An Investigation of Mura and Muda in Large Aerospace Development Projects Open Access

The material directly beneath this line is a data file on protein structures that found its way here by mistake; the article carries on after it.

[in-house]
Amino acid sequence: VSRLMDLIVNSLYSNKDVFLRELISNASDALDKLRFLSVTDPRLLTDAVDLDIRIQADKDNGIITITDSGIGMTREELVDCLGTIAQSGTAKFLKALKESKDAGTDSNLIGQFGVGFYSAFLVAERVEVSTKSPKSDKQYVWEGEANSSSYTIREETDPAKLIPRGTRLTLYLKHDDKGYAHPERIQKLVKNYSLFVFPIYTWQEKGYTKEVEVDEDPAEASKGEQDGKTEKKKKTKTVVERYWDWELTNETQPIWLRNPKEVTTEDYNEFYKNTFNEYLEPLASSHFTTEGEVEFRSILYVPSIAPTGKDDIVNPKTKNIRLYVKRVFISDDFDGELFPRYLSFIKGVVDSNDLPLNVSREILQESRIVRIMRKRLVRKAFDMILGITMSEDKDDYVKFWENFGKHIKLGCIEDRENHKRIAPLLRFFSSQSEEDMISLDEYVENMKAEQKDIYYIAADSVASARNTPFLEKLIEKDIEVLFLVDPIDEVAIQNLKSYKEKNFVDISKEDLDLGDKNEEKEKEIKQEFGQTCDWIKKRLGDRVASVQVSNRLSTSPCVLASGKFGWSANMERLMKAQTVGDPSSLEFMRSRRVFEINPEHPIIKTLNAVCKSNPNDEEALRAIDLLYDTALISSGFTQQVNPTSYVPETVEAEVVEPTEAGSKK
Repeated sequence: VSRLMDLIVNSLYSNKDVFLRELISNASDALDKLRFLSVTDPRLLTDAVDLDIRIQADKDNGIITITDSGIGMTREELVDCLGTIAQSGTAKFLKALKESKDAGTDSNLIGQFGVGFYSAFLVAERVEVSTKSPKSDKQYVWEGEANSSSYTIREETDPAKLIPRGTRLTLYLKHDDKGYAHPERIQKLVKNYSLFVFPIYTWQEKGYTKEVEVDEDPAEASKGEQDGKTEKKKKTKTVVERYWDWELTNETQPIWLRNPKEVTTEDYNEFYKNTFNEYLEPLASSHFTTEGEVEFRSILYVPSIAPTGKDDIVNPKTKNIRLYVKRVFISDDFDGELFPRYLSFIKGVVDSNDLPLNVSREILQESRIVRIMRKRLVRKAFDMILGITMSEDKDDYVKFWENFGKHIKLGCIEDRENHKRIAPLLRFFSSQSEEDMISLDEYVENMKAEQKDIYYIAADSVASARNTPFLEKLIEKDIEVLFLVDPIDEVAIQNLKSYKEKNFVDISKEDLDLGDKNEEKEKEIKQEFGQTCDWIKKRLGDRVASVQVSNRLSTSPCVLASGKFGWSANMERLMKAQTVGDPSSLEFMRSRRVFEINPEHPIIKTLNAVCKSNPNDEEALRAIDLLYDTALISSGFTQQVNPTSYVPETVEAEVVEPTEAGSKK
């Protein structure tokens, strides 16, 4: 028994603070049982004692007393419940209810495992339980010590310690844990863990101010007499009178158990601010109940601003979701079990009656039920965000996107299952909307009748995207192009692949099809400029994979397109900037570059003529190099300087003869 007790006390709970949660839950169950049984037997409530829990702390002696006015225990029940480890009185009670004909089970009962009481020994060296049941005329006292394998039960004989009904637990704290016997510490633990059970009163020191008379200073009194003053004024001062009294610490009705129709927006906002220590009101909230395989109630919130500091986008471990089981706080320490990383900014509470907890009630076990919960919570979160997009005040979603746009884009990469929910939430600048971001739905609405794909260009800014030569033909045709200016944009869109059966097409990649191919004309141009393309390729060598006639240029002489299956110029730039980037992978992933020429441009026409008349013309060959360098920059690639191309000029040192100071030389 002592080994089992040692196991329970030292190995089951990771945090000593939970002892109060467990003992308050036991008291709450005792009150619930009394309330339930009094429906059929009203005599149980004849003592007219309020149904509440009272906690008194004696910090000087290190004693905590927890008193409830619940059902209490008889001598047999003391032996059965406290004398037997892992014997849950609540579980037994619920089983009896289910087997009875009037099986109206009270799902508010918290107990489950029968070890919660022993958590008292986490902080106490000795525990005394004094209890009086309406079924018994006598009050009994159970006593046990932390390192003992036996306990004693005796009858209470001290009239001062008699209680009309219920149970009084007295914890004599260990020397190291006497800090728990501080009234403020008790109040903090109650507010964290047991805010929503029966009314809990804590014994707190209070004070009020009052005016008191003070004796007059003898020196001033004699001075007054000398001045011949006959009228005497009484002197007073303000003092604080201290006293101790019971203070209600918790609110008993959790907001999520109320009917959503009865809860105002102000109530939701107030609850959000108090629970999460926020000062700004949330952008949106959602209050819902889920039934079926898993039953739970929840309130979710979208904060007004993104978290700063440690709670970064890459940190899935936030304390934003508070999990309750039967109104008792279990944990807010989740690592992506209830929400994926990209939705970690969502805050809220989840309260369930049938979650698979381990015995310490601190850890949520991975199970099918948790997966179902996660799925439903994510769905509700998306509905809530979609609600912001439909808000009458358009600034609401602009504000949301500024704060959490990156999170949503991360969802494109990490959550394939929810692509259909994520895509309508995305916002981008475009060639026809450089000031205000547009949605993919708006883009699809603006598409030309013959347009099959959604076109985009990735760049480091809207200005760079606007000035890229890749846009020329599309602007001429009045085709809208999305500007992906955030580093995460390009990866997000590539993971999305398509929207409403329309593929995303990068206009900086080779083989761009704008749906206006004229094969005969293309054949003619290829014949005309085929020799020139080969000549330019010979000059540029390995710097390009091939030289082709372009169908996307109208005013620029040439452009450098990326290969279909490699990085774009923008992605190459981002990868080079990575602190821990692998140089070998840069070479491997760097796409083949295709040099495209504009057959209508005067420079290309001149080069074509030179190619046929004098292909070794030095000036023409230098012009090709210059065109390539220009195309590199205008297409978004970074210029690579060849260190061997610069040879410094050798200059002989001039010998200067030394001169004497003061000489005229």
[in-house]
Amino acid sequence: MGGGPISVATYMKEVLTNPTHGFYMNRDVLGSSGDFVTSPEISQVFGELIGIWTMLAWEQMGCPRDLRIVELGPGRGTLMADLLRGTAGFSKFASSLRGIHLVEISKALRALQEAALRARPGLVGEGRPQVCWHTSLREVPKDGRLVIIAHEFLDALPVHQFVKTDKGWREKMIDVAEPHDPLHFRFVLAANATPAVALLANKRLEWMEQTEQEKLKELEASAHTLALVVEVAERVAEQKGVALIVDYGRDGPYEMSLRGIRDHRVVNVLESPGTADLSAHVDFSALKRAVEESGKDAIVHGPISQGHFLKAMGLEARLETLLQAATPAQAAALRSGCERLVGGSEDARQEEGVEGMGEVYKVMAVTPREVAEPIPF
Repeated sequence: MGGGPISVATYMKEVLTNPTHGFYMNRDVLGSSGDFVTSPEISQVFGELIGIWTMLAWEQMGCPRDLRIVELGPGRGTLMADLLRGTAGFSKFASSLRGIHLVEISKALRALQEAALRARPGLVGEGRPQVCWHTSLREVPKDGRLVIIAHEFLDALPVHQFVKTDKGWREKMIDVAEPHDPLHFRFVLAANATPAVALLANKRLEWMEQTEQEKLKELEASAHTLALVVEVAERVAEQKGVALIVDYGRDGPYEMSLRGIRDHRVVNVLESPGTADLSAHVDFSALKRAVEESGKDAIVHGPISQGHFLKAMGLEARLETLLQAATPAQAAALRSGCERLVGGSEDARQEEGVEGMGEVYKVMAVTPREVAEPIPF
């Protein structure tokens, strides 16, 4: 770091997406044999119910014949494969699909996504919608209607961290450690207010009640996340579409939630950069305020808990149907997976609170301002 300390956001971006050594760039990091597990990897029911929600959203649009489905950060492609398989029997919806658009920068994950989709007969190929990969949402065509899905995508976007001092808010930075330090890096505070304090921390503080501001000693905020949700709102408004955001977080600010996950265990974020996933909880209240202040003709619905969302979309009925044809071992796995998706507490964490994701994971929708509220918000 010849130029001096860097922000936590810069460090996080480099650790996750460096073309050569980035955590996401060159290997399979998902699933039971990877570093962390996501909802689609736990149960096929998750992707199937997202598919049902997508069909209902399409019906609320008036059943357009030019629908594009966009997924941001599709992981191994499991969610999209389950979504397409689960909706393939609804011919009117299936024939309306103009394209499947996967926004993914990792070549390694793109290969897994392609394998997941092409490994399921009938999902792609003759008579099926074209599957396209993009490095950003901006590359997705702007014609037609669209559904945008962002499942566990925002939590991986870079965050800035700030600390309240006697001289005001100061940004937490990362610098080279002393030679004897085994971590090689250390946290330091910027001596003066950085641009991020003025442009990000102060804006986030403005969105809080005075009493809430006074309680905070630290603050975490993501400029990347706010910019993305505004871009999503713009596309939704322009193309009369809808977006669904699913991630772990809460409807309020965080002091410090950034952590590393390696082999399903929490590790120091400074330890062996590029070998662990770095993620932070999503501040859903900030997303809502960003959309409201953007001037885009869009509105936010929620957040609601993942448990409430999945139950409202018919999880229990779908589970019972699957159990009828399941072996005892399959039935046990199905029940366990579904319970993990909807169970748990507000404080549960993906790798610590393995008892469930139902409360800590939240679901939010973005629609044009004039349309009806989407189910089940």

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The elimination of waste is essential to efficient production in any industry. While the concept of Lean has been examined in tandem with engineering and aerospace projects, Lean’s foundation in manufacturing has limited much of the related research to that particular industry; scholars had yet to examine the release of engineering drawings for large aerospace development projects from a Lean perspective. This study consisted of two phases aimed at exploring the effects of unevenness in workflow and program organization on the rates revisions required for engineering drawings leading up to CDR. Data were obtained for two large aerospace divisions consisting of three programs and a total of 20 unique builds for a project. The researcher hypothesized that mura, defined as changes in the number of monthly engineering drawings released, was associated with muda, defined as an increase in the likelihood that drawings would require revision. The controlled variables included product type (satellite or launch vehicle) and the customer, which resulted in similarities in management and reporting styles for the two divisions included. The independent variable for Phase 1 was the number of drawings released per month, while the dependent variable was the number of drawings that required subsequent revision. For Phase 2, the dependent variable was the number of revisions per drawing. Analysis for Phase 1 indicated that no significant relationship existed between the number of drawings released per month and the likelihood that a drawing would require revision. Because findings for the first research question were surprising, the researcher expanded the study. The second phase of the study aimed at investigating the possible ways that differences in division organization might contribute to differences in revision rates. The analysis for Phase 2 indicated a statistically significant difference existed in the average revision count between Division 1 and Division 2. Implications of these findings are discussed.